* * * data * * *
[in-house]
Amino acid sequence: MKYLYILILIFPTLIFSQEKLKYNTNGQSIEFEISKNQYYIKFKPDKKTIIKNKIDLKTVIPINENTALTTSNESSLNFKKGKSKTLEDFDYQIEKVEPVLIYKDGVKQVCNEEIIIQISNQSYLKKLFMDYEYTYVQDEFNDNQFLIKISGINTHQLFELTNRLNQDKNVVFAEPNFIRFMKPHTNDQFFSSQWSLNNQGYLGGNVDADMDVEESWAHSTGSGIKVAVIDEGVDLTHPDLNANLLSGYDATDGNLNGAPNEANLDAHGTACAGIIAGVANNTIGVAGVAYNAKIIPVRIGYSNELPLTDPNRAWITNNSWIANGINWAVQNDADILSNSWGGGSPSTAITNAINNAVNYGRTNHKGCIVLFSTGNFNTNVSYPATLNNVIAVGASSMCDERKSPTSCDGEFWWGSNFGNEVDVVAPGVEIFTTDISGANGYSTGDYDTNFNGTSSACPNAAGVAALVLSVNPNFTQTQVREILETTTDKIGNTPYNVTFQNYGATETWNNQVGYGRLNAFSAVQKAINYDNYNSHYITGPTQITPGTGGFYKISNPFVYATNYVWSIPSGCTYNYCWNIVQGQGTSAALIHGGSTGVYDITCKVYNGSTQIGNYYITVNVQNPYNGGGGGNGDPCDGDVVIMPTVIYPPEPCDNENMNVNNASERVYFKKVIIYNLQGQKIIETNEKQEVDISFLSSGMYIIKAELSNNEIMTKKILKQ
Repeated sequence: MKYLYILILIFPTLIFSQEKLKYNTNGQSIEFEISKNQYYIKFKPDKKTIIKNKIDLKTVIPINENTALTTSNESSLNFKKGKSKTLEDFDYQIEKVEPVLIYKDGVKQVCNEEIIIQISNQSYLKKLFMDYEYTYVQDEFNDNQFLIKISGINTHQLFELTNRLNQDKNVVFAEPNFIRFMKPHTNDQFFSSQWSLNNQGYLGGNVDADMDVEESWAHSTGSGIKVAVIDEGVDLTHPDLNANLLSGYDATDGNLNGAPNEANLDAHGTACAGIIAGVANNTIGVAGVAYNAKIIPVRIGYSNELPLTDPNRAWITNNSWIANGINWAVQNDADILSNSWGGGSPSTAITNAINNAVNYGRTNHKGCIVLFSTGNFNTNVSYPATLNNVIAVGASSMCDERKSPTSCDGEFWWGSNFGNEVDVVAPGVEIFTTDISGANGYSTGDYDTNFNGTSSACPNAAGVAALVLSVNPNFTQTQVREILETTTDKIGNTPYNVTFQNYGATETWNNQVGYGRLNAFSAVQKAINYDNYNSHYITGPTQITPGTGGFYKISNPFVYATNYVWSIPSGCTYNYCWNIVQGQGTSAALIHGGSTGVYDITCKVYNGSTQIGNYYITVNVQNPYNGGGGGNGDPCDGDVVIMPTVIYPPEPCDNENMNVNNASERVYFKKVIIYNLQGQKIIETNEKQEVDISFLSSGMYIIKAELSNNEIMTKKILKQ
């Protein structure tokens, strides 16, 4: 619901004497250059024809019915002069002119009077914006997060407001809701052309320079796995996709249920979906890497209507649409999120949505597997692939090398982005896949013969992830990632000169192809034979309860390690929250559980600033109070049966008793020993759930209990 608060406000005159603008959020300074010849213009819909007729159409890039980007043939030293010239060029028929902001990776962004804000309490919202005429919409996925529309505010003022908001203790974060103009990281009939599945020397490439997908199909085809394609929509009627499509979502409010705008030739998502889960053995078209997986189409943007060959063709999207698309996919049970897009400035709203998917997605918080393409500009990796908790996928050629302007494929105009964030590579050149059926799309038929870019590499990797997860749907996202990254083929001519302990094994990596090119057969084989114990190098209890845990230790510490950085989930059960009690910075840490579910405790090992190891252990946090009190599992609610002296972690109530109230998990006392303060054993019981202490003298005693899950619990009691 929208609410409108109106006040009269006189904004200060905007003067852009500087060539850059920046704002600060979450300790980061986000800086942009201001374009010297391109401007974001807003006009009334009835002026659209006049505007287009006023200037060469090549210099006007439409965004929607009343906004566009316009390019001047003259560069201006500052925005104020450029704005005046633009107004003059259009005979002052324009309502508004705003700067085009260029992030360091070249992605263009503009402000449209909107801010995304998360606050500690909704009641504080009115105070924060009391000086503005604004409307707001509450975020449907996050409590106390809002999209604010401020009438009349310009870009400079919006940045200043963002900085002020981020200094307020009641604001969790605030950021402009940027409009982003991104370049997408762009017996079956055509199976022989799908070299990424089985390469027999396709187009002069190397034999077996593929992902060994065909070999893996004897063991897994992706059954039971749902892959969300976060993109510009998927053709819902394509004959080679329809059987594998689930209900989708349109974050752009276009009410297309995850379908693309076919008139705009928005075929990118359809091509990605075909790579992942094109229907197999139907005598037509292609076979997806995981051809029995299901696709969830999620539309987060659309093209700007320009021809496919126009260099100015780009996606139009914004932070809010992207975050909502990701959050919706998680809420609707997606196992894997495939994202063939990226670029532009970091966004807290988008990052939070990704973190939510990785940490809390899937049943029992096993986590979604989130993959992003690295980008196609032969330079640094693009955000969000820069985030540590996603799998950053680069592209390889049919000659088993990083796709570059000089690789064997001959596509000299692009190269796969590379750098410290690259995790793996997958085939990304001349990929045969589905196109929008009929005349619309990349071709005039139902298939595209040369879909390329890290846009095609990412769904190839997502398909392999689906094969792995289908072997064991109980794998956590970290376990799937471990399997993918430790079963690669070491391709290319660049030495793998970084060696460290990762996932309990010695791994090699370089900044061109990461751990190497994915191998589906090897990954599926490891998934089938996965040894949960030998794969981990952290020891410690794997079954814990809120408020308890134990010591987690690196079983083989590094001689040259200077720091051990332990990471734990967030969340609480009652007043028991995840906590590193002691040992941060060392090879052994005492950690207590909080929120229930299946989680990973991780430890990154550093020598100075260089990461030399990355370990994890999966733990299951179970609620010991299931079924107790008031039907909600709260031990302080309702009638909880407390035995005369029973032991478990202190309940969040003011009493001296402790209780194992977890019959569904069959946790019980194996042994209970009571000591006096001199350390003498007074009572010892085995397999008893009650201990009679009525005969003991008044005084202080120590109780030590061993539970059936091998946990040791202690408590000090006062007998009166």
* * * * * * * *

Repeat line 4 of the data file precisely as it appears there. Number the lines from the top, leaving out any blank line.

């Protein structure tokens, strides 16, 4: 619901004497250059024809019915002069002119009077914006997060407001809701052309320079796995996709249920979906890497209507649409999120949505597997692939090398982005896949013969992830990632000169192809034979309860390690929250559980600033109070049966008793020993759930209990 608060406000005159603008959020300074010849213009819909007729159409890039980007043939030293010239060029028929902001990776962004804000309490919202005429919409996925529309505010003022908001203790974060103009990281009939599945020397490439997908199909085809394609929509009627499509979502409010705008030739998502889960053995078209997986189409943007060959063709999207698309996919049970897009400035709203998917997605918080393409500009990796908790996928050629302007494929105009964030590579050149059926799309038929870019590499990797997860749907996202990254083929001519302990094994990596090119057969084989114990190098209890845990230790510490950085989930059960009690910075840490579910405790090992190891252990946090009190599992609610002296972690109530109230998990006392303060054993019981202490003298005693899950619990009691 929208609410409108109106006040009269006189904004200060905007003067852009500087060539850059920046704002600060979450300790980061986000800086942009201001374009010297391109401007974001807003006009009334009835002026659209006049505007287009006023200037060469090549210099006007439409965004929607009343906004566009316009390019001047003259560069201006500052925005104020450029704005005046633009107004003059259009005979002052324009309502508004705003700067085009260029992030360091070249992605263009503009402000449209909107801010995304998360606050500690909704009641504080009115105070924060009391000086503005604004409307707001509450975020449907996050409590106390809002999209604010401020009438009349310009870009400079919006940045200043963002900085002020981020200094307020009641604001969790605030950021402009940027409009982003991104370049997408762009017996079956055509199976022989799908070299990424089985390469027999396709187009002069190397034999077996593929992902060994065909070999893996004897063991897994992706059954039971749902892959969300976060993109510009998927053709819902394509004959080679329809059987594998689930209900989708349109974050752009276009009410297309995850379908693309076919008139705009928005075929990118359809091509990605075909790579992942094109229907197999139907005598037509292609076979997806995981051809029995299901696709969830999620539309987060659309093209700007320009021809496919126009260099100015780009996606139009914004932070809010992207975050909502990701959050919706998680809420609707997606196992894997495939994202063939990226670029532009970091966004807290988008990052939070990704973190939510990785940490809390899937049943029992096993986590979604989130993959992003690295980008196609032969330079640094693009955000969000820069985030540590996603799998950053680069592209390889049919000659088993990083796709570059000089690789064997001959596509000299692009190269796969590379750098410290690259995790793996997958085939990304001349990929045969589905196109929008009929005349619309990349071709005039139902298939595209040369879909390329890290846009095609990412769904190839997502398909392999689906094969792995289908072997064991109980794998956590970290376990799937471990399997993918430790079963690669070491391709290319660049030495793998970084060696460290990762996932309990010695791994090699370089900044061109990461751990190497994915191998589906090897990954599926490891998934089938996965040894949960030998794969981990952290020891410690794997079954814990809120408020308890134990010591987690690196079983083989590094001689040259200077720091051990332990990471734990967030969340609480009652007043028991995840906590590193002691040992941060060392090879052994005492950690207590909080929120229930299946989680990973991780430890990154550093020598100075260089990461030399990355370990994890999966733990299951179970609620010991299931079924107790008031039907909600709260031990302080309702009638909880407390035995005369029973032991478990202190309940969040003011009493001296402790209780194992977890019959569904069959946790019980194996042994209970009571000591006096001199350390003498007074009572010892085995397999008893009650201990009679009525005969003991008044005084202080120590109780030590061993539970059936091998946990040791202690408590000090006062007998009166």